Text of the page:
# Space of vector measures equipped with the total variation norm is complete

Let $$\Omega$$ be a set $$\mathcal A\subseteq2^\Omega$$ with $$\emptyset\in\mathcal A$$, $$E$$ be a $$\mathbb R$$-Banach space and $$\mu:\mathcal A\to E$$ be additive. Now, for $$A\subseteq\Omega$$, let $$|\mu|(A):=\sup\left\{\sum_{i=1}^k\left\|\mu(A_i)\right\|_E\right\},$$ where the supremum is taken over all $$k\in\mathbb N$$ and mutually disjoint $$A_1,\ldots,A_k\in\mathcal A$$ with $$\bigcup_{i=1}^kA_i\subseteq A$$.

It's easy to see that $$\mu\mapsto|\mu|(\Omega)\tag1$$ is a norm on the vector space of those $$\mu$$ for which $$|\mu|(\Omega)<\infty$$. Are we able to show that this norm is complete?

Assuming $$(\mu_n)_{n\in\mathbb N}$$ is a Cauchy sequence wrt $$(1)$$ of such $$\mu$$. For $$\varepsilon>0$$, there is a $$N\in\mathbb N$$ with $$|\mu_m-\mu_n|(\Omega)<\varepsilon\;\;\;\text{for all }m,n\ge N\tag2.$$ We should clearly have $$\left||\mu_m|(A)-|\mu_n|(A)\right|\le|\mu_m-\mu_n|(A)\le|\mu_m-\mu_n|(\Omega)\tag3.$$ So, $$(|\mu_n|(A))_{n\in\mathbb N}$$ is Cauchy.

If $$E=\mathbb R$$ this might help (a signed measure can be decomposed into a negative and a positive part), but I don't see what we need to do in general.

BTW: It would be great if someone knows a textbook reference where it is shown that the space of $$E$$-valued vector measures equipped with the total variation norm is complete.

• Do the inequalities in (3) require a decomposition theorem? It looks like they should be straightforward. Apr 22, 2019 at 17:24

This isn't too different from the proofs that any of the basic function spaces are complete. Indeed suppose that $$(\mu_n)_{n \geq 1}$$ is Cauchy for $$| \cdot |(\Omega)$$. Let $$A_i \in \mathcal{A}$$. Then $$\| \mu_n(A_i) - \mu_m(A_i) \| \leq | \mu_n - \mu_m |(\Omega)$$ so $$\mu_n(A_i)$$ is a Cauchy sequence in the Banach space $$E$$ and hence converges to some element of $$E$$, which we will call $$\mu(A_i)$$. So we now have a function $$\mu: \mathcal{A} \to E$$ which is the pointwise limit of the sequence $$\mu_n$$. It is hence immediate that $$\mu$$ is finitely additive.
It remains to see that $$|\mu|(\Omega) < \infty$$ and that $$|\mu_n - \mu|(\Omega) \to 0$$. Let's prove them in that order. For the first, take arbitrary disjoint $$A_1, \dots A_k \in \mathcal{A}$$. Since $$\mu_n \to \mu$$ pointwise, for $$n$$ large enough $$\sum_i \| \mu_n(A_i) - \mu(A_i) \| \leq 1$$. Then, we can estimate, $$\sum_{i=1}^k \|\mu(A_i)\| \leq 1 + \sum_i \|\mu_n(A_i)\| \leq 1 + \sup_n |\mu_n|(\Omega) < \infty$$ since Cauchy sequences are bounded. So taking the $$\sup$$ on the left hand side gives us that $$| \mu |(\Omega) \leq 1 + \sup_n |\mu_n|(\Omega) < \infty$$.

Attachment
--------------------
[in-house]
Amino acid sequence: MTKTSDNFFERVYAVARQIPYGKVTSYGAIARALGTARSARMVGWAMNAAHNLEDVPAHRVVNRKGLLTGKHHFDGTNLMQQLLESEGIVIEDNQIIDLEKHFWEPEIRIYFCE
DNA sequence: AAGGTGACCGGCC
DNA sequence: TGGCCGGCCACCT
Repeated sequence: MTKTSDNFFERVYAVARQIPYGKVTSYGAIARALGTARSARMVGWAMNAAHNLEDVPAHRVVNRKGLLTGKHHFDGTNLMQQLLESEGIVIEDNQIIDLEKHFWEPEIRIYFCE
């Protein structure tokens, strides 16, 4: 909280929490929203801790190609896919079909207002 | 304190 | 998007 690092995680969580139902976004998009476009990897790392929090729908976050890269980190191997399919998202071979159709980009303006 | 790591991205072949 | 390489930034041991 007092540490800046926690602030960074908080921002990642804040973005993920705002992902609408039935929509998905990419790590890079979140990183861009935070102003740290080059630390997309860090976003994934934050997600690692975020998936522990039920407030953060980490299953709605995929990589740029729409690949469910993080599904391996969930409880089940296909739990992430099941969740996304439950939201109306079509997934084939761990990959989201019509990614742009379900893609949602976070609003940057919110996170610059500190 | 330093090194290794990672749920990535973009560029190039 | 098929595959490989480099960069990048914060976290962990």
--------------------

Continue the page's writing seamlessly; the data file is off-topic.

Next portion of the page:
Finally, to see that $$\mu_n \to \mu$$ for your norm, note that for $$\varepsilon > 0$$ there is an $$N$$ (independent of our choice of $$A_i$$) such that for $$n,m \geq N$$, $$\sum_i \|\mu_n(A_i) - \mu_m(A_i)\| \leq |\mu_n - \mu_m|(\Omega) \leq \varepsilon$$ Sending $$m \to \infty$$ on the left hand side and taking the $$\sup$$ gives for $$n \geq N$$ $$|\mu_n - \mu|(\Omega) \leq \varepsilon$$ which shows the desired convergence.
• In $\sum_{i=1}^k \|\mu(A_i)\| \leq 1 + \sum_i \|\mu_n(A_i)\| \leq 1 + \sup_n |\mu_n|(\Omega) < \infty$, how did you obtain the last inequality? Clearly, there is a $N\in\mathbb N$ with $\sum_{i=1}^k|\mu_N(A_i)-\mu(A_i)|<1$. Then $\sum_{i=1}^k|\mu(A_i)|\le\sum_{i=1}^k|\mu_n(A_i)-\mu(A_i)|+\sum_{i=1}^k|\mu_N(A_i)|<1+k|\mu_N(\Omega)|$. But this tends to $\infty$ as $k\to\infty$. Jul 18, 2019 at 6:29
• $\sum_i |\mu_N(A_i)| \leq |\mu_N|(\Omega)$ without the $k$ there. This is literally just the definition of $|\mu_N|$. Jul 18, 2019 at 9:42
• Sure I forgot the definition for a moment. If each $\mu_n$ is even countable additive, is $\mu$ countable as well? Jul 18, 2019 at 11:06
• $\mu$ is certainly countably additive if you're willing to assume that $\mathcal{A}$ is a $\sigma$-algebra. The argument I know does use that $\mathcal{A}$ is closed under complements so if you're not willing to assume that I'd have to think. Either way, the argument is too long to reproduce in the comments here. Jul 18, 2019 at 11:50